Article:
ALK In The House - IASLC Targeted Therapies Poster Presentation

TITLE:  The role of the ALK Positive community in improving outcomes for ALK-positive patients

AUTHOR: Dr. Colin Barton DDS

Background: Approximately four (4) to seven (7) percent of non-small cell lung cancer (NSCLC) is driven by the ALK transfusion. In the United States, approximately 11,000 people are diagnosed with ALK-positive NSCLC every year. There is an array of treatment options for the ALK-positive patient, and these options have improved overall survival rates in this subset of NSCLC patients. Currently there are five FDA approved tyrosine kinase inhibitors (TKIs) that treat ALK-positive NSCLC: crizotinib, ceritinib, alectinib, brigatinib and lorlatinib, and there are other drugs are in clinical trials. Invariably, the cancer develops resistance to each of these drugs, but the mechanisms of resistance can vary. The proper sequencing of these drugs can vary and is an open question.

Method: ALK Positive is a community of over 1450 members from over 42 countries, who are either living with or personally affected by ALK-positive NSCLC. It was founded in 2015 with the goal of bringing information, empathy and support to survivors and caregivers alike. The ALK Positive community also encourages the sharing of patient information so that patients can make informed treatment decisions.

Result: A primary goal of the ALK Positive group is to improve the quality of life and life expectancy for people with ALK-positive NSCLC by accelerating research. To that end, in about 15 months to November 2018, the ALK Positives raised $600,000 to fund three (3) research grant projects relating to ALK-positive NSCLC. In consultation with the scientific advisory panel provided by the Lungevity Foundation, a panel of ALK-Positive patients reviewed and decided themselves in May 2018 which research to fund, from 14 applications. Now the group is raising a FURTHER $1,000,000 to fund still more research.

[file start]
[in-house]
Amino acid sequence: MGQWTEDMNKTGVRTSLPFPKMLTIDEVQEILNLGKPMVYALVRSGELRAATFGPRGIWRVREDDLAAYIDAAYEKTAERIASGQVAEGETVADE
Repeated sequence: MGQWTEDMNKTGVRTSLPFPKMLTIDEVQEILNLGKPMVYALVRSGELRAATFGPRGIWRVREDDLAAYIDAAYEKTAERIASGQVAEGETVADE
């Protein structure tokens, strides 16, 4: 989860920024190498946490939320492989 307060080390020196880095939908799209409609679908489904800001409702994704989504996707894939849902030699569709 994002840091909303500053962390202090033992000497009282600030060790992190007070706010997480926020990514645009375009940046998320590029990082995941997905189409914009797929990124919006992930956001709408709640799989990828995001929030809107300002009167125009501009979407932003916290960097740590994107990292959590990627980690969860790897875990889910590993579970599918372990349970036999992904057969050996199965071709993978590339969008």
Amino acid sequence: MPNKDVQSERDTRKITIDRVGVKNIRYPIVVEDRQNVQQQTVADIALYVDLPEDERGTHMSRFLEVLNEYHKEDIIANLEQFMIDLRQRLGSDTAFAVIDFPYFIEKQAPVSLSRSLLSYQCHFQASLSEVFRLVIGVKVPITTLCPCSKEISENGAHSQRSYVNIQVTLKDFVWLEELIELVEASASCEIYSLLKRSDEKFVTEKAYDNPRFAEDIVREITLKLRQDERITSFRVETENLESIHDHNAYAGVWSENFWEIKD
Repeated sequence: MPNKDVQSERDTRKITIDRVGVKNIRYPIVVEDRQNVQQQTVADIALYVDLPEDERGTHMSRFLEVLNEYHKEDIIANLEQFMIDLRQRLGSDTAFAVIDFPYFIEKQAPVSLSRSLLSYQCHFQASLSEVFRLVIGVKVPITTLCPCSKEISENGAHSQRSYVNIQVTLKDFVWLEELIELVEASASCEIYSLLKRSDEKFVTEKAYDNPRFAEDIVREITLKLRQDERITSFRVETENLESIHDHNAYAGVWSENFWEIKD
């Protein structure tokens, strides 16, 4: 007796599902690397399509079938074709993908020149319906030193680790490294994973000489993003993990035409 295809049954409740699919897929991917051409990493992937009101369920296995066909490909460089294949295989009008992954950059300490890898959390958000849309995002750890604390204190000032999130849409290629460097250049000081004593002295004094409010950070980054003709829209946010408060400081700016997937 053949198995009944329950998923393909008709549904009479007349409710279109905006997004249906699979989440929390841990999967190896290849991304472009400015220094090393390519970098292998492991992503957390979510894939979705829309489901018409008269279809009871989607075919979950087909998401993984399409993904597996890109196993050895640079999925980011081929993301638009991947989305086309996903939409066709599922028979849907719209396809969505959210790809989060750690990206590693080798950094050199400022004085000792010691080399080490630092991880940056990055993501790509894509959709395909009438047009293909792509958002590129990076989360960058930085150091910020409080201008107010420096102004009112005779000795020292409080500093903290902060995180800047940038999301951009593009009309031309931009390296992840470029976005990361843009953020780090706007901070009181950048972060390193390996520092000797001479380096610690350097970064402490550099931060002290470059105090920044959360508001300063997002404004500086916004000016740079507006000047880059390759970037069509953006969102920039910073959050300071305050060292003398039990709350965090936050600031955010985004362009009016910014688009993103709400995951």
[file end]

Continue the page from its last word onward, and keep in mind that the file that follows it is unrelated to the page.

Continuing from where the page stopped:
The group is also engaged with researchers, treating physicians other lung cancer organizations and the pharmaceutical industry, so as to advance cutting edge research and treatment of those living with ALK-positive NSCLC, with the goal of making it a chronic disease rather than terminal disease, and the ultimate goal of finding a cure. ALK Positive is also in the process of teaming with ALCF/ ALCMI to sponsor ALK specific research.

ALK Positive is actively supporting ALCF to gather open-source data through its Lung Cancer Registry. We are also working towards creating a very detailed longitudinal survey/ registry in conjunction with Lungevity. In 2018 ALK Positive was represented by members at the World Lung Conference in Toronto, and the BCI NLC Roundtable in Washington. Members of our group are providing biological specimens for the SPACEWALK project researching resistance mechanisms. Our outreach involvement is growing exponentially.  

Conclusion: The ALK Positive community is a crucial component of the “patient-first” movement that has been gaining momentum in the lung cancer field recently. The group membership has grown a further 45% in size just in the last 10 months, and the trend is likely to continue, as more patients choose to become involved in learning about their disease and increasingly desire to truly be partners with the medical profession and researchers and pharmaceutical industry and advocacy organizations.